Online Library: Osteoarthritis
The following pages provide an overview of the most recent research and clinical studies about the health benefits of micronutrients in fighting osteoarthritis. This collection of scientific facts proves that anyone who privately or publicly questions the health value of micronutrients does not serve YOUR health, or the health of the people, but rather the multi-billion dollar investment 'business with disease' based on patented pharmaceutical drugs.
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Symptomatic effect of chondroitin sulfate 4&6 in hand osteoarthritis the finger osteoarthritis chondroitin treatment study (FACTS)
Source: Arthritis and rheumatism, 2011 Sep 6. doi: 10.1002/art.30574. [Epub ahead of print]
Affiliation: Hopitaux Universitaires de Geneve, Geneva, Switzerland
Abstract: Chondroitin sulfate (CS) significantly decreased pain and improved hand function in patients with osteoarthritis (OA) of the hand. The single-center, placebo-controlled FACTS trial included 162 patients with OA of the hand who met inclusion criteria-spontaneous hand pain on the visual analogue scale (VAS) of 40 mm (scale 0-100) or more and Functional Index for Hand OA (FIHOA) level of 6 (scale 0-30). Subjects were randomly assigned to receive either 800 mg per day of chrondroitin sulfate or placebo, once daily, for 6 months. Researchers reported a decrease in global hand pain, as well as significantly improved hand function and reduction in morning stiffness for participants taking chondroitin sulfate versus placebo. This study indicates that chrondroitin sulfate may have a positive clinical effect on patients with osteoarthritis of the hand.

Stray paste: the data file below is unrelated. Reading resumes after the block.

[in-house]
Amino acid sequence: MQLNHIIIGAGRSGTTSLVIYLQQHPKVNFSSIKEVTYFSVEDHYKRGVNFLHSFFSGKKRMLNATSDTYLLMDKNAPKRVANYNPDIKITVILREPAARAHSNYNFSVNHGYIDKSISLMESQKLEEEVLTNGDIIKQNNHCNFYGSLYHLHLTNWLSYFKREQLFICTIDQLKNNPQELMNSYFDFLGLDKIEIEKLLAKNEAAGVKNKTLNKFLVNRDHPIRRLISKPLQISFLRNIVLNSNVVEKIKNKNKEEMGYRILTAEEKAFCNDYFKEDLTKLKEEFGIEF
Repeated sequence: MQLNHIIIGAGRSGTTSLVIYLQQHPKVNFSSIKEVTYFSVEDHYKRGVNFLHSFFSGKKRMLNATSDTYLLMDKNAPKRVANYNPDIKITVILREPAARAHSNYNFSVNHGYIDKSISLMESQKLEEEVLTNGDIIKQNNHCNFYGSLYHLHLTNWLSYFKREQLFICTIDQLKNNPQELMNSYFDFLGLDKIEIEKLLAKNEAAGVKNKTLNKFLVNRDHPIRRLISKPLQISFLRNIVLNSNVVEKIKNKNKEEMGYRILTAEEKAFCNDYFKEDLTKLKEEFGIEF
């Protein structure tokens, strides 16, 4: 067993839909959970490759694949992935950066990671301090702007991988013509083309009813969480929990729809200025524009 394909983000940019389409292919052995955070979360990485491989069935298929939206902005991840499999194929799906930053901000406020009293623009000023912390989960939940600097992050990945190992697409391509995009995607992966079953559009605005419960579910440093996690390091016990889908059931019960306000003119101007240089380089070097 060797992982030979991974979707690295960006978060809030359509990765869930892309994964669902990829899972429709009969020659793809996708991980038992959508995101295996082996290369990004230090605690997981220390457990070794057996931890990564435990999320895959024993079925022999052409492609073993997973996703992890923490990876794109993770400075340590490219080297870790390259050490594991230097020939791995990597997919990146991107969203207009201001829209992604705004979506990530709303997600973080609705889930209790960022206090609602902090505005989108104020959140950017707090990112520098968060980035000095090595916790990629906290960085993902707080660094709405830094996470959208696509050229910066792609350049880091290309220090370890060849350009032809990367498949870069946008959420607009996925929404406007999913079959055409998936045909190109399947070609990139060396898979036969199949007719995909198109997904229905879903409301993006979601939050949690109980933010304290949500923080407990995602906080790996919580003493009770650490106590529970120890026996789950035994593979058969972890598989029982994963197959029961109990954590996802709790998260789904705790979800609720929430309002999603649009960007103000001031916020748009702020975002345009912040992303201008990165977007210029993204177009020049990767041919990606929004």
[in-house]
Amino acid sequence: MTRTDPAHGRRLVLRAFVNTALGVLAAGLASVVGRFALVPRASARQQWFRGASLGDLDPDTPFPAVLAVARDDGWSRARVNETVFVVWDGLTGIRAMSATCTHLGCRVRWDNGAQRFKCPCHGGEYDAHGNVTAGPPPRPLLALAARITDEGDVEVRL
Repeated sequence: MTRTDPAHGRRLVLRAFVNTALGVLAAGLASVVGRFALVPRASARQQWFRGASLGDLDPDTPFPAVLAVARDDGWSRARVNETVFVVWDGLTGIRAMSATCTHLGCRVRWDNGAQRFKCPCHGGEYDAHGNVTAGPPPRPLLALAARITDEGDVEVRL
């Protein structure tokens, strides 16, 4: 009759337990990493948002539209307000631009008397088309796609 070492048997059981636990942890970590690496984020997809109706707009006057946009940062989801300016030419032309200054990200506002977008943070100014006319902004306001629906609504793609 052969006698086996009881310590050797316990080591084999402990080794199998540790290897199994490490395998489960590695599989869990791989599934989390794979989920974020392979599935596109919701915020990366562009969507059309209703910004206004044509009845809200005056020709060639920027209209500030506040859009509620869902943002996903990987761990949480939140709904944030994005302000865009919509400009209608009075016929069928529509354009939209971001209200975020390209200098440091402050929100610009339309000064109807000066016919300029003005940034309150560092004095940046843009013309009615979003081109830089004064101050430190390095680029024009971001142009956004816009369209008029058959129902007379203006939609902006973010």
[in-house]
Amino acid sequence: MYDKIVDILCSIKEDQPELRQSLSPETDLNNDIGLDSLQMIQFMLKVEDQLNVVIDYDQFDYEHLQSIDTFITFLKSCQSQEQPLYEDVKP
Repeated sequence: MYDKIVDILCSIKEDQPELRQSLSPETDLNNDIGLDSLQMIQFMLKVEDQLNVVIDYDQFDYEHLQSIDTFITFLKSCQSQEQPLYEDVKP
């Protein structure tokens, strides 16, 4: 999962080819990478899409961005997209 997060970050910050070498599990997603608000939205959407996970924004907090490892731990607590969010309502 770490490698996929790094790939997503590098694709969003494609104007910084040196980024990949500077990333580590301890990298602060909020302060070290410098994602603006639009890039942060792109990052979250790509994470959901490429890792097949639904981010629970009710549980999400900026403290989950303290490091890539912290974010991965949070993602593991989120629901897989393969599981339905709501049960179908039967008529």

Regulation of osteoarthritis by omega-3 (n-3) polyunsaturated fatty acids in a naturally occurring model of disease
Source: Osteoarthritis Cartilage 2011; 19(9): 1150–1157
Affiliation: Matrix Biology, Div. VPII, University of Bristol, Veterinary School, Langford, UK; Stem Cell Biology, Cellular and Molecular Medicine, University of Bristol, UK
Abstract: To examine effects of high omega-3 (n-3) polyunsaturated fatty acid (PUFA) diets on development of osteoarthritis (OA) in a spontaneous guinea pig model, and to further characterize pathogenesis in this model. Modern diets low in n-3 PUFAs have been linked with increases in inflammatory disorders, possibly including OA. However, n-3 is also thought to increases bone density, which is a possible contributing factor in OA. Therefore in this study the authors aim to determine the net influence of n-3 in disease development. OA-prone Dunkin-Hartley (DH) Guinea pigs were compared with OA-resistant Bristol Strain-2s (BS2) each fed a standard or an n-3 diet from 10 to 30 weeks (10/group). Scientists examined cartilage and subchondral bone pathology by histology, and biochemistry, including collagen cross-links, matrix metalloproteinases (MMPs), alkaline phosphatase, glycosaminoglycan (GAG), and denatured type II collagen. Dietary n-3 reduced disease in OA-prone animals. Most cartilage parameters were modified by n-3 diet towards those seen in the non-pathological BS2 strain – significantly active MMP-2, lysyl-pyridinoline and total collagen cross-links – the only exception being pro MMP-9 which was lower in the BS2, yet increased with n-3. GAG content was higher and denatured type II lower in the n-3 group. Subchondral bone parameters in the DH n-3 group also changed towards those seen in the non-pathological strain, significantly calcium:phosphate ratios and epiphyseal bone density. Conclusion: Dietary n-3 PUFA reduced OA in the prone strain, and most disease markers were modified towards those of the non-OA strain, though not all significantly so. Omega-3 did not increase markers of pathology in either strain.